The following matches an alpha-numeric (combination of alphabets and numbers) character.

<input type="text" pattern="[a-zA-Z0-9]+" >

See the Pen Alpha-Numeric Character Validation Example by SitePoint (@SitePoint) on CodePen.

Twitter Username
This regular expression matches a Twitter username with the leading @ symbol. For example @tech4sky:

<input type="text" pattern="^@[A-Za-z0-9_]{1,15}$" >

See the Pen Twitter Username Validation Example by SitePoint (@SitePoint) on CodePen.

Hex Color Code
This one matches a hexadecimal color. For example #3b5998 or #000.

<input type="text" pattern="^#+([a-fA-F0-9]{6}|[a-fA-F0-9]{3})$" >

See the Pen Hex-Color Code Validation Example by SitePoint (@SitePoint) on CodePen.

Giving Hints

To provide the user with a description of the pattern, or an error reporting on the field if an invalid value is entered, you can use the title attribute, like this:

<input type="text" name="ssn"
       title="The Social Security Number" />

Using the title attribute

Validating with the title attribute present

See the Pen hbuxg by SitePoint (@SitePoint) on CodePen.

If you’re new to Regular Expressions, you can check out this document on to give you a head start. In most cases, however, you should be able to use Google to search for the regular expression you want, or even use a tool to help you.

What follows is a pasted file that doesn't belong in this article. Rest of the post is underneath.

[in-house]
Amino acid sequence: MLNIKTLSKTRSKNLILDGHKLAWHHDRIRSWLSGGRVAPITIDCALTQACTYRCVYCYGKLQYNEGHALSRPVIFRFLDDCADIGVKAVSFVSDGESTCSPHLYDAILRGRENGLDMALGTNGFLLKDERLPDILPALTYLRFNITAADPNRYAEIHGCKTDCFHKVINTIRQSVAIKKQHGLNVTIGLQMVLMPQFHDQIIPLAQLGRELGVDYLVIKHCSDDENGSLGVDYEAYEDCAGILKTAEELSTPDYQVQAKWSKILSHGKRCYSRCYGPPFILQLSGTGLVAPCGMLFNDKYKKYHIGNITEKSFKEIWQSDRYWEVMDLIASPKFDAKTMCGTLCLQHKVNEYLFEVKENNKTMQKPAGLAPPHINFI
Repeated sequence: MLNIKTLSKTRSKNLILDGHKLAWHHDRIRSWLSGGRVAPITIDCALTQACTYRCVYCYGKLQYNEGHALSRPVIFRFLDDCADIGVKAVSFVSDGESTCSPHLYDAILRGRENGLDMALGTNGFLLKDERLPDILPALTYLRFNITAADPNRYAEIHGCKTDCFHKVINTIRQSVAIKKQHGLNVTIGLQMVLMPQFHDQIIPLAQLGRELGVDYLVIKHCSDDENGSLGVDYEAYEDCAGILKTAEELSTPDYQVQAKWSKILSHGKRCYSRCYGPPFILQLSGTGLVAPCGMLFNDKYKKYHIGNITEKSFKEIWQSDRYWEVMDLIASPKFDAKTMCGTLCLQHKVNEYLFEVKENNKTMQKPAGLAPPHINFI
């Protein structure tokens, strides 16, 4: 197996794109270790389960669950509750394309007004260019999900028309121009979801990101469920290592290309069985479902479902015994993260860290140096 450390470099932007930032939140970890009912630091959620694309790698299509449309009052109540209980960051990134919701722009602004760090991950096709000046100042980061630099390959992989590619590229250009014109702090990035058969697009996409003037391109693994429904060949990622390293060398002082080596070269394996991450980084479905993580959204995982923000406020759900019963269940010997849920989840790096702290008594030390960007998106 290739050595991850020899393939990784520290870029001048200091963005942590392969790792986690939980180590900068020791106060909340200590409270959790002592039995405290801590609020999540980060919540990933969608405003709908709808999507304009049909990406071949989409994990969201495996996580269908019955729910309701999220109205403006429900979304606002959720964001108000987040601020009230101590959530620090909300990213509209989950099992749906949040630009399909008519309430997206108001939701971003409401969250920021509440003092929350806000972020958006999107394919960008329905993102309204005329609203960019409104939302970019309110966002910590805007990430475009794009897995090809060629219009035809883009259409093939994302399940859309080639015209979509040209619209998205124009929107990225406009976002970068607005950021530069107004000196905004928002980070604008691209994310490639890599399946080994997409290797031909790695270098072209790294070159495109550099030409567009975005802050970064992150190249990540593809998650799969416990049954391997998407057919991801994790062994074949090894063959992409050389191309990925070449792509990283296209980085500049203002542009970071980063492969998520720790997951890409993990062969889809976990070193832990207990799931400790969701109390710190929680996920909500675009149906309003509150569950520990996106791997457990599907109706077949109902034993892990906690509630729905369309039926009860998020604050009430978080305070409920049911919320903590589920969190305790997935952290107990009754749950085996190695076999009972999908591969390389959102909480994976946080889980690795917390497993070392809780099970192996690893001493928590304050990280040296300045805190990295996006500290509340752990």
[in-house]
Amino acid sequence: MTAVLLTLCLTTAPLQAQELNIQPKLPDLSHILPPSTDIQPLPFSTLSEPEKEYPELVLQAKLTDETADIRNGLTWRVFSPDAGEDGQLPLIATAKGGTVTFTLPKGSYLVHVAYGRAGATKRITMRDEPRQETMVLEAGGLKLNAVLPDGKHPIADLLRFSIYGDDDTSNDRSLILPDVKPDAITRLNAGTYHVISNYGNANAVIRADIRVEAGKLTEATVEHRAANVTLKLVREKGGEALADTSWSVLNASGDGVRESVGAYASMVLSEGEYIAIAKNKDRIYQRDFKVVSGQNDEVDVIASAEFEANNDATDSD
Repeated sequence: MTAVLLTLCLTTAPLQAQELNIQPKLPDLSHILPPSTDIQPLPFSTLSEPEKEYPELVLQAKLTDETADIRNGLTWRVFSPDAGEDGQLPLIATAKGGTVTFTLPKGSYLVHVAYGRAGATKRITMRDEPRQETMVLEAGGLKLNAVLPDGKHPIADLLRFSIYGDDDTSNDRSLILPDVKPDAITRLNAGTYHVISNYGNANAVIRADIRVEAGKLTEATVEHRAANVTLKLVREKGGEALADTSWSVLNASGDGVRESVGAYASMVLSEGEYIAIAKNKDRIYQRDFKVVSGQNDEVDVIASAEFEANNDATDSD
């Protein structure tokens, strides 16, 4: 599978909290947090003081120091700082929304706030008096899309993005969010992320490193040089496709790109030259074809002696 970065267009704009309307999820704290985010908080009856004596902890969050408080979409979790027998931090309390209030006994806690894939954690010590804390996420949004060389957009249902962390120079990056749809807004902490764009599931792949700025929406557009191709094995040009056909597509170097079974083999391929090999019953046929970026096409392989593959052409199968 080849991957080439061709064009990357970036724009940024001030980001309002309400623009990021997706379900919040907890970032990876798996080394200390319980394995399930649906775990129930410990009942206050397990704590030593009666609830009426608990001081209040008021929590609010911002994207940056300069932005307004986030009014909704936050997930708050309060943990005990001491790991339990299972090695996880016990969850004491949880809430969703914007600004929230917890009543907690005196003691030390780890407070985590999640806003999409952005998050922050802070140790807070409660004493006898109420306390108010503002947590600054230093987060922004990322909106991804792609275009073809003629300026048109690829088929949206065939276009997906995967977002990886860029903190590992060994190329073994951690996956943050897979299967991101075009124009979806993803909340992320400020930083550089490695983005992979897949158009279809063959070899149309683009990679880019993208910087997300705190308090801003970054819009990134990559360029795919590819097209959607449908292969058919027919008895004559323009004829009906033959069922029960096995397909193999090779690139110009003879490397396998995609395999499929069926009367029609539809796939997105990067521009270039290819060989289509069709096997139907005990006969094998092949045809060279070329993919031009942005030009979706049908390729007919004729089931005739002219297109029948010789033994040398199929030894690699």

The required Attribute

This is a Boolean attribute used to indicate that a given input field’s value is required in order to submit the form. By adding this attribute to a form field, the browser requires the user to enter data into that field before submitting the form.

This replaces the basic form validation currently implemented with JavaScript, making things a little more usable and saving us some development time.

Example: <input type="text" name="my_name" required /> or <input type="text" name="my_name" required="required" /> for XHTML compatibility.

The required attribute

All the demos embedded above use the required attribute, so you can test those by trying to submit any of the forms without entering anything in the field.